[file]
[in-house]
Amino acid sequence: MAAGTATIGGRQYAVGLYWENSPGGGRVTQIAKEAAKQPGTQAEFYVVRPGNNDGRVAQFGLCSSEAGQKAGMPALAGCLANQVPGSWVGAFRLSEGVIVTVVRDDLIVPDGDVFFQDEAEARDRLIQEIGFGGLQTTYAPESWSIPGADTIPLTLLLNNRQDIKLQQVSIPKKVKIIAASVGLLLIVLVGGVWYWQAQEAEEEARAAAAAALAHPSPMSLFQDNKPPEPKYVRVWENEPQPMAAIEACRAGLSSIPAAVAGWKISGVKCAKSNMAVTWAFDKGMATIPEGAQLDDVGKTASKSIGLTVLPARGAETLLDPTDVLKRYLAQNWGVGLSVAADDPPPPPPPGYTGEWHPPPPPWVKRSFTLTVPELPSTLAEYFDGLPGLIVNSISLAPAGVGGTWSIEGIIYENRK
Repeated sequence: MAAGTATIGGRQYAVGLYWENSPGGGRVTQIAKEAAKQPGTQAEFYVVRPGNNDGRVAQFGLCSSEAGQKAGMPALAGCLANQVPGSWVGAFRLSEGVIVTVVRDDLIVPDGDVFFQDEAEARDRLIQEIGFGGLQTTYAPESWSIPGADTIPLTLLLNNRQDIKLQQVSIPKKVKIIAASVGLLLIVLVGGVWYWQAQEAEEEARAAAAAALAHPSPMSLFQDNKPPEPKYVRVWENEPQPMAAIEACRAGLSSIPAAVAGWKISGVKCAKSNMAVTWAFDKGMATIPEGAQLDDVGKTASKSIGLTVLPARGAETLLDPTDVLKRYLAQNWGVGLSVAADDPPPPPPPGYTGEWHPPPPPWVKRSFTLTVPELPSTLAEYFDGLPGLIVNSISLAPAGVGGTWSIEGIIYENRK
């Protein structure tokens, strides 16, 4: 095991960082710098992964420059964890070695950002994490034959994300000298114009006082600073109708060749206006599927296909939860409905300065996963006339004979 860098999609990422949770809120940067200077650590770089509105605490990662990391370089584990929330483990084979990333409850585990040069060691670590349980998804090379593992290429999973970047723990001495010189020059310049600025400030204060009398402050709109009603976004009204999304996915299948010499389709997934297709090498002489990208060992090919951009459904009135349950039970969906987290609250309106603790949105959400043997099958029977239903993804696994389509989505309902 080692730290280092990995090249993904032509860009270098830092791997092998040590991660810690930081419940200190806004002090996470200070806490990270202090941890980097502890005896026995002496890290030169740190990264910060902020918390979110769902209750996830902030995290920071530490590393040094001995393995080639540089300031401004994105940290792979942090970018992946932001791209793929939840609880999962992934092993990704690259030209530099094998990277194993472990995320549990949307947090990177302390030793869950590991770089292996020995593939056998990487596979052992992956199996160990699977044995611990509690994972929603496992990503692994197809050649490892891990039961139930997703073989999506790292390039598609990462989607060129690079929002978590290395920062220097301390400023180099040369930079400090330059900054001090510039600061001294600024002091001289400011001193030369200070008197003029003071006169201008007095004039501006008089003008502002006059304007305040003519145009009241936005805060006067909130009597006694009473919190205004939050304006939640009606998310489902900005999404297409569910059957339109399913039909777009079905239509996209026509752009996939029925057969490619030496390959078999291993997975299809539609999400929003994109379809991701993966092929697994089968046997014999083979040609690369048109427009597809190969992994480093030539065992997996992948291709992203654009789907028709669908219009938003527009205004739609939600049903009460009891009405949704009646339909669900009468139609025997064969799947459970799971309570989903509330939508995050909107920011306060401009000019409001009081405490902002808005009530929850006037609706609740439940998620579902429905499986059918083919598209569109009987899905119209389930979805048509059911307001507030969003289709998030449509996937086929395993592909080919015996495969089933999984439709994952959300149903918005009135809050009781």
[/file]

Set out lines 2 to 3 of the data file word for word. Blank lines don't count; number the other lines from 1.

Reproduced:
Amino acid sequence: MAAGTATIGGRQYAVGLYWENSPGGGRVTQIAKEAAKQPGTQAEFYVVRPGNNDGRVAQFGLCSSEAGQKAGMPALAGCLANQVPGSWVGAFRLSEGVIVTVVRDDLIVPDGDVFFQDEAEARDRLIQEIGFGGLQTTYAPESWSIPGADTIPLTLLLNNRQDIKLQQVSIPKKVKIIAASVGLLLIVLVGGVWYWQAQEAEEEARAAAAAALAHPSPMSLFQDNKPPEPKYVRVWENEPQPMAAIEACRAGLSSIPAAVAGWKISGVKCAKSNMAVTWAFDKGMATIPEGAQLDDVGKTASKSIGLTVLPARGAETLLDPTDVLKRYLAQNWGVGLSVAADDPPPPPPPGYTGEWHPPPPPWVKRSFTLTVPELPSTLAEYFDGLPGLIVNSISLAPAGVGGTWSIEGIIYENRK
Repeated sequence: MAAGTATIGGRQYAVGLYWENSPGGGRVTQIAKEAAKQPGTQAEFYVVRPGNNDGRVAQFGLCSSEAGQKAGMPALAGCLANQVPGSWVGAFRLSEGVIVTVVRDDLIVPDGDVFFQDEAEARDRLIQEIGFGGLQTTYAPESWSIPGADTIPLTLLLNNRQDIKLQQVSIPKKVKIIAASVGLLLIVLVGGVWYWQAQEAEEEARAAAAAALAHPSPMSLFQDNKPPEPKYVRVWENEPQPMAAIEACRAGLSSIPAAVAGWKISGVKCAKSNMAVTWAFDKGMATIPEGAQLDDVGKTASKSIGLTVLPARGAETLLDPTDVLKRYLAQNWGVGLSVAADDPPPPPPPGYTGEWHPPPPPWVKRSFTLTVPELPSTLAEYFDGLPGLIVNSISLAPAGVGGTWSIEGIIYENRK